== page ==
Plant of the Week
Latin: Dionaea muscipula
There are many plants that avid gardeners know and admire but never attempt to grow. Until recently, that was how I felt about Venus flytrap; cute but not worth the investment of time and energy to keep it alive. But, after stumbling over a display in the central isle of the grocery store, I succumbed to temptation.
Venus flytrap, Dionaea muscipula, is a small carnivorous (insectivorous) bog plant native to the coastal region of the Carolinas. It’s small, forming a rosette of leaves about 6 inches across. In the spring, it sends up a foot tall scape of white, five-petaled flowers.
The leaves are highly modified with the petiole having a pair of flattened, leaf-like appendages that come before the true leaf blade, the trap. The trap is a marvel of vegetative engineering specifically designed to trap flying, soft-bodied insects. The trap is usually red tinged on the inside and an inch or more long. The marginal teeth of the leaf blade are modified into curved, eyelash-like fingers.
Carnivorous plants excite the imagination of children and a dedicated following of plant nerds who go to great lengths to keep these treasures alive and learn their secrets. Charles Darwin, reporting in his 1875 book Insectivorous Plants, is the best known of many scientists who have seriously studied them. Though much studied, the mechanism of how a plant can move so quickly is still not completely understood.
In January 2005, an article by Harvard mathematician L. Mahadevan and his colleagues (Nature, Y. Forterre et al.) provided new evidence to explain how the physical process works. Using mirrors and close-up, high speed photography, the team watched how the trap shape changed as it closed. By marking the leaves with a series of dots they were able to make exacting measurements and develop a mathematical formula explaining the forces involved.
What they demonstrated is that the leaf closes so quickly because of a mechanical snap-buckling mechanism as the outer (lower) leaf surface changes from convex to concave. This occurs in stages with the first phase requiring an insect to consecutively touch at least two of the trigger hairs on the inside of the trap.
When this happens, an electrical signal flashes to a series of elongated cells running parallel to the outside mid-vein of the leaf. These cells change shape and become more inflated, building up pressure on the outside of the trap. This requires about a second to occur. Then, a critical point is reached when the trap springs shut in about half the time it takes to blink your eyes.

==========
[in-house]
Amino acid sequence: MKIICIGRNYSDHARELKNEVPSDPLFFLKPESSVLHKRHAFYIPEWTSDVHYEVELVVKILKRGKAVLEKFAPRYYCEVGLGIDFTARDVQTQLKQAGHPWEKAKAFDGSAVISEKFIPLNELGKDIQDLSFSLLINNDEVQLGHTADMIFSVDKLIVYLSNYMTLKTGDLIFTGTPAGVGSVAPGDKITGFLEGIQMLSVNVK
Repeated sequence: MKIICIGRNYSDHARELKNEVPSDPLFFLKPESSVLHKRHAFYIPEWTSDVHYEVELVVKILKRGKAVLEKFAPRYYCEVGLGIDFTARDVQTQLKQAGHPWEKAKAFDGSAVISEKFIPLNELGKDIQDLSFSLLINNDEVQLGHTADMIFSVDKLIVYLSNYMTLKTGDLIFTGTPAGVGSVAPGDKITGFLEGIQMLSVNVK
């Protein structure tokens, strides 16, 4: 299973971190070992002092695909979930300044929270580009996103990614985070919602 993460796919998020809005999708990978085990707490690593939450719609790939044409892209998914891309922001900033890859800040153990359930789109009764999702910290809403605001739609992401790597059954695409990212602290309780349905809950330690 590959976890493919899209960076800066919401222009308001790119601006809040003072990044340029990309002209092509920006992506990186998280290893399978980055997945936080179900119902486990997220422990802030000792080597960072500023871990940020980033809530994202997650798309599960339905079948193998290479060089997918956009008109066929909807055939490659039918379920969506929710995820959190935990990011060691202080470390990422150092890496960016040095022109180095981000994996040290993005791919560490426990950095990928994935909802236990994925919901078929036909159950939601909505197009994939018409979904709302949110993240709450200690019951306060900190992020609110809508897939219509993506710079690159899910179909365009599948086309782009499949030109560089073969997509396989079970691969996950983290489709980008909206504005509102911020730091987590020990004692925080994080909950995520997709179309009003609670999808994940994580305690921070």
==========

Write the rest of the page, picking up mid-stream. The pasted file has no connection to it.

Once trapped, insects are digested in about a week by the enzymatic juices produced by the leaf. Then the trap reopens. If you mechanically trigger the trap to close, it’ll reopen in about eight hours. Leaves are good for about three closures, if they catch a bug, before dying. Seven artificial closures are said to kill a leaf. Many carnivorous plants are found in boggy environments where nitrogen is in short supply. They don’t have to live off of the insects they trap in their leaves, but it’s an intriguing means of self preservation.
Venus flytrap is best suited to a sunny, cool area with high humidity. It requires a pH around 5.0, a highly organic potting soil and moist, but not soggy conditions. Oftentimes, it’s
grown in terrariums. Drought, high salts, high rates of fertilization, low humidity and too much fooling around with the traps are not to its liking.
Tissue culture propagation has been perfected for these charming carnivores, so growing them on a sunny windowsill in no way endangers the survival of the plants in the wild.
By: Gerald Klingaman, retired
Extension Horticulturist - Ornamentals
Extension News - February 24, 2006
The University of Arkansas Division of Agriculture does not maintain lists of retail outlets where these plants can be purchased. Please check your local nursery or other retail outlets to ask about the availability of these plants for your growing area.